Ottoman Turkish Interior Textiles from the Aldrich Collection
Between the 17th and 19th centuries, works like these decorated Turkish domestic interiors. A typical upper-class home during the late Ottoman Empire was furnished in divans scattered with cushions and textiles embroidered in gold and silk floral motifs.
Many Americans were first introduced to the aesthetic of Turkish arts at the Centennial International Exhibition of 1876 in Philadelphia. Soon opulent Turkish-inspired smoking rooms and parlors were very much in fashion even in relatively conservative New England, and Turkish textiles became widely collected by Lucy Truman Aldrich, Mrs. Gustav Radeke, and other Providence collectors.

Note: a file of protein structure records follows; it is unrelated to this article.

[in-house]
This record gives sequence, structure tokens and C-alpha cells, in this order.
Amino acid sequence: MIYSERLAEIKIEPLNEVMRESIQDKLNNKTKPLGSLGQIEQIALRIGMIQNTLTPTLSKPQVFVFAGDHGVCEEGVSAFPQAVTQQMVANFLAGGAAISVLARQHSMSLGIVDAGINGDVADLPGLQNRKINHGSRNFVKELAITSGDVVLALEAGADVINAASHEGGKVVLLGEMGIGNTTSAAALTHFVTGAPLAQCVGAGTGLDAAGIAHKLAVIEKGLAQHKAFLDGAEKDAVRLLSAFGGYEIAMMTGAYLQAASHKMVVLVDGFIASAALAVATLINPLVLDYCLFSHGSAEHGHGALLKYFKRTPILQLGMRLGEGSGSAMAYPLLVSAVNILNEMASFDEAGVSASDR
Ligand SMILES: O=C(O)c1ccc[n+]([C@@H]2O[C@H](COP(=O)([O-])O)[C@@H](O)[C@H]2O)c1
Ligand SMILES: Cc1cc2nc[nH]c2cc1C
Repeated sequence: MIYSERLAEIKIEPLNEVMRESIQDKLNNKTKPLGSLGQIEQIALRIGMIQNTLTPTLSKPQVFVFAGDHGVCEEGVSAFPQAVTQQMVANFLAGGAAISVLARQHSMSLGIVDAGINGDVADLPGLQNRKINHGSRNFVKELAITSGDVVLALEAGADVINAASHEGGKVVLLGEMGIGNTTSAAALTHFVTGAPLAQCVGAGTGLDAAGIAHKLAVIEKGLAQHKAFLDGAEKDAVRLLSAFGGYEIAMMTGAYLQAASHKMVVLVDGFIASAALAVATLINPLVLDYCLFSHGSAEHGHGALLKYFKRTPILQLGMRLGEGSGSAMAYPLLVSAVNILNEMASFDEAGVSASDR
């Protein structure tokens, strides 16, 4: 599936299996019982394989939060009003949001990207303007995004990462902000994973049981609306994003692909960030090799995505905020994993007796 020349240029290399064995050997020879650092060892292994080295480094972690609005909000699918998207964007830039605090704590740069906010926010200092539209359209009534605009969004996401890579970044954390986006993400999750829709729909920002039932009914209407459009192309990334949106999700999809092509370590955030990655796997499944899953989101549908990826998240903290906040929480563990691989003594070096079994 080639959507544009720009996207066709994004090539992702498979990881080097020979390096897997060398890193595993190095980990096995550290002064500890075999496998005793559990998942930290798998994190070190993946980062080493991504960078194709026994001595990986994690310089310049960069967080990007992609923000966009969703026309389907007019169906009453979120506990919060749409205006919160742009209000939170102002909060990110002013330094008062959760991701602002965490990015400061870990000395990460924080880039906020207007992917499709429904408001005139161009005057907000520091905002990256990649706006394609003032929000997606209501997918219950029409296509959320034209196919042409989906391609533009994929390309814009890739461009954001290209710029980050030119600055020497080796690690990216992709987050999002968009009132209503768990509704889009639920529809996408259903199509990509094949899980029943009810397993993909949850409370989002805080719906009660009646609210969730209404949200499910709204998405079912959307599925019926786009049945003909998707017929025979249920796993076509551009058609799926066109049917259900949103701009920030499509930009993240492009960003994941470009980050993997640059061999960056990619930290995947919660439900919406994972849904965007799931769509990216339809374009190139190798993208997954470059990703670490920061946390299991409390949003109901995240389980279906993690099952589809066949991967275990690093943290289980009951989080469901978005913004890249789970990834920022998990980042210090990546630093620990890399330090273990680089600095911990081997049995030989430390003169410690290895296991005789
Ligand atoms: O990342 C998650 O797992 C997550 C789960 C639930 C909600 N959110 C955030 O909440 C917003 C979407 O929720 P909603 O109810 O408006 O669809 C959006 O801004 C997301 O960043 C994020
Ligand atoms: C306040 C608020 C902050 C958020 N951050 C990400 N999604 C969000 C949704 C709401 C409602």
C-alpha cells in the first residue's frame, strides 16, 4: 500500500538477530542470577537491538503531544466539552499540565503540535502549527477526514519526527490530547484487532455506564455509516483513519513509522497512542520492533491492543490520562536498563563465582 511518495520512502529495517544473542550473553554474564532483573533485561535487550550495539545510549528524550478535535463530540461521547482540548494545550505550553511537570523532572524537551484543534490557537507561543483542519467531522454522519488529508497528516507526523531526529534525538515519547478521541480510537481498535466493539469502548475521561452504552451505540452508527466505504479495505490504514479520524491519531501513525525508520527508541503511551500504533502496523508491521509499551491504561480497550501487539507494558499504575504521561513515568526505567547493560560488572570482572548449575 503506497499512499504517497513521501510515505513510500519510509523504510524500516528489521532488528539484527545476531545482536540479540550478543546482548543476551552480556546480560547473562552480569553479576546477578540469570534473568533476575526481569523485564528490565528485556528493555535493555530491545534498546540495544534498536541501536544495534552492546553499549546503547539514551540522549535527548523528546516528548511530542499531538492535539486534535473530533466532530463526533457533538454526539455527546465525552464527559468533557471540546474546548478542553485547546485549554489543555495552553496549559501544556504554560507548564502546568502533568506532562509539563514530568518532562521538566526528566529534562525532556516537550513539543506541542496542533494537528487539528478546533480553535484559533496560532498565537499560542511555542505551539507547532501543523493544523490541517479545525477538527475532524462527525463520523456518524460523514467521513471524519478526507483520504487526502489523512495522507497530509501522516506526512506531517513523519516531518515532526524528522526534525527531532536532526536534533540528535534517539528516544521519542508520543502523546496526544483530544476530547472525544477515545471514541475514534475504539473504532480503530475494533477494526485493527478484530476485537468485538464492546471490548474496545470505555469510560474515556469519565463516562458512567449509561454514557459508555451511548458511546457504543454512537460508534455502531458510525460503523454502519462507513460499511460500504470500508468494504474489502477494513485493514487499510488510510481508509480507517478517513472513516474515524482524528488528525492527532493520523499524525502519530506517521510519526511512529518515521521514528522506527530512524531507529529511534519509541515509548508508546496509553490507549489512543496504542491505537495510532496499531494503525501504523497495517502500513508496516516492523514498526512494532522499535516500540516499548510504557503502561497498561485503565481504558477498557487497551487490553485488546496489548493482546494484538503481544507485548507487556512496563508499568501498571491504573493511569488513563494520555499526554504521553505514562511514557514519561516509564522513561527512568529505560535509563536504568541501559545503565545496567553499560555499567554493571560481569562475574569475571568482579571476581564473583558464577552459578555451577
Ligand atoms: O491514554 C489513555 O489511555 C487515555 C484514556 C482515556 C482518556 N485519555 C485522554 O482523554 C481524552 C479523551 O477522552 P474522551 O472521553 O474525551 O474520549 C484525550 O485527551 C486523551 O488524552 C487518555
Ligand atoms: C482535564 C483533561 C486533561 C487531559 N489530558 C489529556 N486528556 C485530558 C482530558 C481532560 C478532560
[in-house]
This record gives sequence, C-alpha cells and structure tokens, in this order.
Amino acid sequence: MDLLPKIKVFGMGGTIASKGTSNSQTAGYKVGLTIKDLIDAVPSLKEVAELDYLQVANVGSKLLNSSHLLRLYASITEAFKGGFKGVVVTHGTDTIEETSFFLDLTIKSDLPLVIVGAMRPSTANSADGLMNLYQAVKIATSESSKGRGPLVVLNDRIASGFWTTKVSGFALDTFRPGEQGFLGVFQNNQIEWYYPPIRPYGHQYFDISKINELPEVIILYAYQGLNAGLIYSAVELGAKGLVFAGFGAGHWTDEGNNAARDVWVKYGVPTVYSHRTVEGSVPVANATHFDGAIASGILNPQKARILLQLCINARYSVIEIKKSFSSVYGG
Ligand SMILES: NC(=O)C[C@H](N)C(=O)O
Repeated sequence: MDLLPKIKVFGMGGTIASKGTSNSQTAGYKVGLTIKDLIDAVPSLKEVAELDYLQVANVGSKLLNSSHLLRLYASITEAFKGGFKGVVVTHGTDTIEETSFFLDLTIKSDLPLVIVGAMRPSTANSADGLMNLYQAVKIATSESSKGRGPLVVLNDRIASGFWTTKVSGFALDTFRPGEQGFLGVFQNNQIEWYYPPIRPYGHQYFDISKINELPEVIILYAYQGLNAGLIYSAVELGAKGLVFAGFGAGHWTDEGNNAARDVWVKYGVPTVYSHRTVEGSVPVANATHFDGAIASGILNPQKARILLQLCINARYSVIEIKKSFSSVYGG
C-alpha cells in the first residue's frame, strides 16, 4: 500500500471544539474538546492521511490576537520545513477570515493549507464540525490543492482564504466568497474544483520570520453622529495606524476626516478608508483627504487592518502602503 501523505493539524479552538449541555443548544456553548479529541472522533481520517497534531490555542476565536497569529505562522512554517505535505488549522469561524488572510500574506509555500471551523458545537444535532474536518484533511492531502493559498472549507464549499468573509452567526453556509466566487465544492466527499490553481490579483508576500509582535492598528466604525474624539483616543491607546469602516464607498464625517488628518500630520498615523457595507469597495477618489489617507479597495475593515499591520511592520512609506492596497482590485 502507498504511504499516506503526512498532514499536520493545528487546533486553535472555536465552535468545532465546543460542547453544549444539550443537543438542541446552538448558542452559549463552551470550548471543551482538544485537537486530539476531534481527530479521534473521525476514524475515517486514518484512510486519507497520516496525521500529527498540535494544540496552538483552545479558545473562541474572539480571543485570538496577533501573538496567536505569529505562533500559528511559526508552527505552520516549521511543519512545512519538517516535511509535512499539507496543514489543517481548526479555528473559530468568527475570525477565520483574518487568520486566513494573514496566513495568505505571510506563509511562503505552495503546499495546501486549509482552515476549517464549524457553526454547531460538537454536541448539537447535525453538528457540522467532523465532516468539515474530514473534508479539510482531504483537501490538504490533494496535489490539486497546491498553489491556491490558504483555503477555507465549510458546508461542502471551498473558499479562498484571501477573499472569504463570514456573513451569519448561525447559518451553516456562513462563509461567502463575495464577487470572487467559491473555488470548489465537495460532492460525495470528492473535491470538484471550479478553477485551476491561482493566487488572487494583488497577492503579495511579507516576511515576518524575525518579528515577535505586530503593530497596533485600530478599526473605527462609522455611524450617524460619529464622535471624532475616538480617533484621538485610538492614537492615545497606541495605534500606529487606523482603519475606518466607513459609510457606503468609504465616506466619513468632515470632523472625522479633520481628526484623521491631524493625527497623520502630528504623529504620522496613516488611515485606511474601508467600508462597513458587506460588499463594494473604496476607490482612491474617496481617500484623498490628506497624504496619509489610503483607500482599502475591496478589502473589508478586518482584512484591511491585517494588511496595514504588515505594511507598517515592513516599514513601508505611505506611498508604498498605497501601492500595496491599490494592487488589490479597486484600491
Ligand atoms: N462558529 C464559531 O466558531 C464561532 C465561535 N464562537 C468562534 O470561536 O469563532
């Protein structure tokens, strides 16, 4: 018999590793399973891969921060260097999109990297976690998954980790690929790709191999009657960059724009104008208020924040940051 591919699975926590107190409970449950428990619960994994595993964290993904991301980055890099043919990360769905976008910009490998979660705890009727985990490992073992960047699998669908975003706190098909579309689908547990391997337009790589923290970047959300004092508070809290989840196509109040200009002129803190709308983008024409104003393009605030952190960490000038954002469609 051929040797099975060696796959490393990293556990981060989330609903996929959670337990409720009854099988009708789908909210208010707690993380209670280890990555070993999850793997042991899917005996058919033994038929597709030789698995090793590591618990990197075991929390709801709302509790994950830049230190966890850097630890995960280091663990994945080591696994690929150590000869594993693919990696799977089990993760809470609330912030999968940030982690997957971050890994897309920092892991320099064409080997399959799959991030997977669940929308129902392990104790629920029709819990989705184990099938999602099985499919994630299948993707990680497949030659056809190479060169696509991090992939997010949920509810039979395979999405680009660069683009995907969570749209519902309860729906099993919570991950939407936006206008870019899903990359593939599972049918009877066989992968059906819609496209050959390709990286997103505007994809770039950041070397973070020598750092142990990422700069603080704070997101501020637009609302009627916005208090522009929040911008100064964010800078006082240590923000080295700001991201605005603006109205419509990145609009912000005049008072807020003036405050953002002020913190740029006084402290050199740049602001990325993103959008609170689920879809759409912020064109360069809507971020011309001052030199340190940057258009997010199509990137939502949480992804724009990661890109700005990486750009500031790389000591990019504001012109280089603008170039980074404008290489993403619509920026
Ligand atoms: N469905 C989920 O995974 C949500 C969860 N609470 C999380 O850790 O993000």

At the same time, the motifs, textures, and trims of the Ottoman Empire were being translated by Western dressmakers into sumptuous layered women’s ensembles. Examples of this “upholstered” look—and of the ongoing Western fascination with Turkish motifs and materials—can been seen in the adjacent Donghia Costume and Textiles Gallery.